Tag Archives: Elliott Gould

Bugsy (1991, Barry Levinson), the extended cut

It’s amazing what can be done with cinematography and makeup. In Bugsy, specially lighted and caked with makeup, fifty-something Warren Beatty can play late thirties something Ben Siegel, albeit specially lighted and caked in makeup. The lighting is incredibly distracting, particularly in the scenes where Beatty is the only one getting the attempt at age-defying light. It gives the film a bright orange hue and it really doesn’t need any further attention drawn to Levinson’s almost indifference to its place as a period piece. There’s no texture to Bugsy‘s early 1940s Hollywood. It seems like there should be–had the film been shot on sound stages, it would have added a lot.

The problems are pretty simple. It’s boring and unrewarding. Not in the conclusion, but minute-to-minute. Bugsy is about someone who’s a little nuts and his romance with someone who’s either a little nuts, a lot stupid or deceptive and manipulative. The pair–Beatty and Annette Bening–do not make for a charismatic pair. Bening is mediocre at best. Beatty’s best scenes are with Harvey Keitel (who probably gives the film’s best performance as Mickey Cohen), Ben Kingsley (also mediocre, but his writing is better than Bening’s), Joe Mantegna and, in particular, Elliott Gould. I’ll partially retract my Keitel statement–Gould gives the film’s best performance. As Siegel, Beatty really doesn’t have much to do. When the film tries to give some weight to his suffering, it’s desperate.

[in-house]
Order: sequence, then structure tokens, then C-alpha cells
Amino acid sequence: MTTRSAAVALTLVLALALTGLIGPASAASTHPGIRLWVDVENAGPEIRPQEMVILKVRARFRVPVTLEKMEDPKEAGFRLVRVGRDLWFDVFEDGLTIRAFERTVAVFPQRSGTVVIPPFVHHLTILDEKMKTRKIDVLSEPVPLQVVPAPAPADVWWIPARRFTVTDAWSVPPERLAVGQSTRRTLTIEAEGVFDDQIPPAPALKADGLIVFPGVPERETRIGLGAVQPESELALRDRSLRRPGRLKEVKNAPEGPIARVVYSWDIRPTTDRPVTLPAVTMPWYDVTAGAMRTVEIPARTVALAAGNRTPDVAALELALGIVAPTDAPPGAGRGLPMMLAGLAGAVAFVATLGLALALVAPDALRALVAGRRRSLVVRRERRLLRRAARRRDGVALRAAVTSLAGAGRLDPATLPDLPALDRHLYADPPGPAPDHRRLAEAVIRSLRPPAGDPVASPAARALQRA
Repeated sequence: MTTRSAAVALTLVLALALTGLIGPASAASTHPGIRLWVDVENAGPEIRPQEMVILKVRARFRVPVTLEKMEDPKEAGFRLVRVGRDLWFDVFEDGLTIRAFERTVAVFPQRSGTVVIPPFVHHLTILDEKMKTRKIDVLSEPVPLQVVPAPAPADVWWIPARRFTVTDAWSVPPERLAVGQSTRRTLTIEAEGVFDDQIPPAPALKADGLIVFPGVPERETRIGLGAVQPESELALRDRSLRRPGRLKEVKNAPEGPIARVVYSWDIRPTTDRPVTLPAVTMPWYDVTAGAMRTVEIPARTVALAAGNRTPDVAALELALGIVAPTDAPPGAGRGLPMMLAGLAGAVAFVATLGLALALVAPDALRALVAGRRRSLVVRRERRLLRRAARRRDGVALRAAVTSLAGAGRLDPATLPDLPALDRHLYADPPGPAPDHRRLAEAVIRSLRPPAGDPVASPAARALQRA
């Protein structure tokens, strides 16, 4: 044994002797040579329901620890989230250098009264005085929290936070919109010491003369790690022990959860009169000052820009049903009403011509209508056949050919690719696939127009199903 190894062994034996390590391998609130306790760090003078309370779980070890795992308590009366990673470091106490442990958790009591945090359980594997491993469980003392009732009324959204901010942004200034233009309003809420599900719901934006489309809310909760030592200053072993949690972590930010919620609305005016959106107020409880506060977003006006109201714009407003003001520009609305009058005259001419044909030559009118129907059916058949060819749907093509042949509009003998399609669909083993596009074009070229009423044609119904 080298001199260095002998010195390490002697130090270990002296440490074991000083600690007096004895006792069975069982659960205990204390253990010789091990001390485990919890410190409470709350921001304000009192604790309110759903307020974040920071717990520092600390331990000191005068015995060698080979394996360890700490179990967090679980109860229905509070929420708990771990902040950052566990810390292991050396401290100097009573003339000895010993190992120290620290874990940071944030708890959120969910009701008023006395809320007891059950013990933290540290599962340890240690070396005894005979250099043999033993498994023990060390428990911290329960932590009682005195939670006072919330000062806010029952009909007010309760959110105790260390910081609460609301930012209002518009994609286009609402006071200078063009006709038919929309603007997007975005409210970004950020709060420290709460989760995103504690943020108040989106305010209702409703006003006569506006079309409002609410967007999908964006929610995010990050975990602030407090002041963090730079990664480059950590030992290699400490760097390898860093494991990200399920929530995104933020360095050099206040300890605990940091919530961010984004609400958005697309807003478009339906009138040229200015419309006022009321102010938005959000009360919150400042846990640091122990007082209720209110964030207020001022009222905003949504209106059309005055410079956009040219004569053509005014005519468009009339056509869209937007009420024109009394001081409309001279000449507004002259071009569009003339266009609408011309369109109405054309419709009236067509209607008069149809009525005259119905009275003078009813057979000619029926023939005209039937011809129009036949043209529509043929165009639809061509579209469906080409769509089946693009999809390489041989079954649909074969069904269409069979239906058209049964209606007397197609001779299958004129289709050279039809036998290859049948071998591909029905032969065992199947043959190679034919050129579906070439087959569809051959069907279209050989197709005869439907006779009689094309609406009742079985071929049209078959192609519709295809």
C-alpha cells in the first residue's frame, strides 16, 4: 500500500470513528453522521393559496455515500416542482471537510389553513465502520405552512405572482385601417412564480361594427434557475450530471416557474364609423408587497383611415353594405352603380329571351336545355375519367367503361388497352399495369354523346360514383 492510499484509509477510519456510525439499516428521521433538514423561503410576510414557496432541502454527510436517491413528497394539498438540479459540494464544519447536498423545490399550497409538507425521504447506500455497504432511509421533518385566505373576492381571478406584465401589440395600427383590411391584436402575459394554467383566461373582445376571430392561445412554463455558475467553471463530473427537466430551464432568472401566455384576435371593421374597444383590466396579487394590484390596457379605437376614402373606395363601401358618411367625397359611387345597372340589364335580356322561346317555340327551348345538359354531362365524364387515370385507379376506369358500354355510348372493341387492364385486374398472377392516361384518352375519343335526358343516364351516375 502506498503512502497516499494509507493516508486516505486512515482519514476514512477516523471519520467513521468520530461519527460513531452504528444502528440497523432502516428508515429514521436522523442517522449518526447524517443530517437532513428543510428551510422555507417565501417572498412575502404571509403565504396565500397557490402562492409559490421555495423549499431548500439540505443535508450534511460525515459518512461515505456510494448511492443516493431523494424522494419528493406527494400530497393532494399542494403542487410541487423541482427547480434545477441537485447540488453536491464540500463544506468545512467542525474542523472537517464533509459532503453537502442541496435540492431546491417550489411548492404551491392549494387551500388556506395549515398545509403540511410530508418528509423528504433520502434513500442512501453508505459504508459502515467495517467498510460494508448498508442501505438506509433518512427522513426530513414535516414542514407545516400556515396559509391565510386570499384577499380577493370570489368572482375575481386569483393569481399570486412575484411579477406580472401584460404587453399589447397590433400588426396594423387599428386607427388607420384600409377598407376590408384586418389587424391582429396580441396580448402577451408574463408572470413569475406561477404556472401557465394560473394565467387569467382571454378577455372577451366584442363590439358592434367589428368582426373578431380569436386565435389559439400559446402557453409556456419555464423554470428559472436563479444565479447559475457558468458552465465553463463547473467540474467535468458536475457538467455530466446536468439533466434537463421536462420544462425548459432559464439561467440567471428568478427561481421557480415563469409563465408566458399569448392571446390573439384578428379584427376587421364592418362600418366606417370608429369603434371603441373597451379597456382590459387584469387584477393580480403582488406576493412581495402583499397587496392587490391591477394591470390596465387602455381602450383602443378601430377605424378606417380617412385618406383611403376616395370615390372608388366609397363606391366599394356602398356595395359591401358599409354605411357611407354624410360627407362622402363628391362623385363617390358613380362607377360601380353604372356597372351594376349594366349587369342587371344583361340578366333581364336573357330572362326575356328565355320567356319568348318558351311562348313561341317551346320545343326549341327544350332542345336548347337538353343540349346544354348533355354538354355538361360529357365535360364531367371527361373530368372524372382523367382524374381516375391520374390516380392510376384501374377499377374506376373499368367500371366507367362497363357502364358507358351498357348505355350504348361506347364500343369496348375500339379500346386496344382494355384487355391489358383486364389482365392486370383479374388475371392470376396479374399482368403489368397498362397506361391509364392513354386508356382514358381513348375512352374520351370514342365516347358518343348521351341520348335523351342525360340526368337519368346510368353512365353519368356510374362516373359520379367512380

The real problem, then, is the script. James Toback, little shock, doesn’t write interesting people and he doesn’t write interesting historical fiction. With such unappealing character arcs, all Bugsy has going for it is the chance at being really good historical fiction. It isn’t. The whole film is based on the premise the movie stars are going to make the uninteresting story–I mean, really, a paragraph could summarize the pertinent action in the film–interesting. It’s also based on the premise, but only at the end and somewhat ludicrously, the audience is supposed to be upset mobster Siegel got a raw deal from the mob. Whoop de doo.

If Levinson had pushed and given the film some visual flare… it wouldn’t have done much good. The Ennio Morricone score, which sounds a lot like all of his other scores from the mid-eighties to the mid-nineties, is a poor fit to the material. It’s distracting and goofy.

Still, it’s a competently made Hollywood vanity project (I don’t know who’s vanity, Beatty’s I guess). But it’s an excruciating two and a half hours.

2/4★★

CREDITS

Directed by Barry Levinson; screenplay by James Toback, based on a book by Dean Jennings; director of photography, Allen Daviau; edited by Stu Linder; music by Ennio Morricone; production designer, Dennis Gassner; produced by Levinson, Beatty and Mark Johnson; released by Tri-Star Pictures.

Starring Warren Beatty (Benjamin ‘Bugsy’ Siegel), Annette Bening (Virginia Hill), Harvey Keitel (Mickey Cohen), Ben Kingsley (Meyer Lansky), Elliott Gould (Harry Greenberg), Joe Mantegna (George Raft), Richard C. Sarafian (Jack Dragna), Bebe Neuwirth (Countess di Frasso), Gian-Carlo Scandiuzzi (Count di Frasso), Wendy Phillips (Esta Siegel), Stefanie Mason (Millicent Siegel), Kimberly McCullough (Barbara Siegel), Andy Romano (Del Webb), Robert Beltran (Alejandro), Bill Graham (Charlie Luciano) and Lewis Van Bergen (Joey Adonis).